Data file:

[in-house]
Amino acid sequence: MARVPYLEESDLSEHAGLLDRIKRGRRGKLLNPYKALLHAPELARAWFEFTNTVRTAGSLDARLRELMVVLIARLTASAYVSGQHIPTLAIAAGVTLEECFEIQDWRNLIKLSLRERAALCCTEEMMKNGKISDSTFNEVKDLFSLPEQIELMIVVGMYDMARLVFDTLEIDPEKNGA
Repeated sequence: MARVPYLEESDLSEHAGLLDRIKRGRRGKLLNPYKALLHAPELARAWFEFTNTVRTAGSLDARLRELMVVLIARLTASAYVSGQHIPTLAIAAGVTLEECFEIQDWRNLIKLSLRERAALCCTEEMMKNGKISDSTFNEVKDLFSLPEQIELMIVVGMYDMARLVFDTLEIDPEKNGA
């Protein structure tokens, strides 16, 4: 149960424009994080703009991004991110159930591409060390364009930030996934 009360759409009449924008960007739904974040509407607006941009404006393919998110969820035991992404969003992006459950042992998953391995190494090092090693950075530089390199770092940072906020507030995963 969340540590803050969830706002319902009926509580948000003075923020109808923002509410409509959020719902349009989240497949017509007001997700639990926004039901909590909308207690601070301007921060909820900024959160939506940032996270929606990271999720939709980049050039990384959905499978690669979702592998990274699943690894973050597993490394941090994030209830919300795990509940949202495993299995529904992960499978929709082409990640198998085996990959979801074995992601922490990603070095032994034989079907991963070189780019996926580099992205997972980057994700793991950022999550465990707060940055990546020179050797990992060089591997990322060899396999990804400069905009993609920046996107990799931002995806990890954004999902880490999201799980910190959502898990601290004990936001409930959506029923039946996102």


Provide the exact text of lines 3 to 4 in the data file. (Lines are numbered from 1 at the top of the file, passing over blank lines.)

Repeated sequence: MARVPYLEESDLSEHAGLLDRIKRGRRGKLLNPYKALLHAPELARAWFEFTNTVRTAGSLDARLRELMVVLIARLTASAYVSGQHIPTLAIAAGVTLEECFEIQDWRNLIKLSLRERAALCCTEEMMKNGKISDSTFNEVKDLFSLPEQIELMIVVGMYDMARLVFDTLEIDPEKNGA
């Protein structure tokens, strides 16, 4: 149960424009994080703009991004991110159930591409060390364009930030996934 009360759409009449924008960007739904974040509407607006941009404006393919998110969820035991992404969003992006459950042992998953391995190494090092090693950075530089390199770092940072906020507030995963 969340540590803050969830706002319902009926509580948000003075923020109808923002509410409509959020719902349009989240497949017509007001997700639990926004039901909590909308207690601070301007921060909820900024959160939506940032996270929606990271999720939709980049050039990384959905499978690669979702592998990274699943690894973050597993490394941090994030209830919300795990509940949202495993299995529904992960499978929709082409990640198998085996990959979801074995992601922490990603070095032994034989079907991963070189780019996926580099992205997972980057994700793991950022999550465990707060940055990546020179050797990992060089591997990322060899396999990804400069905009993609920046996107990799931002995806990890954004999902880490999201799980910190959502898990601290004990936001409930959506029923039946996102």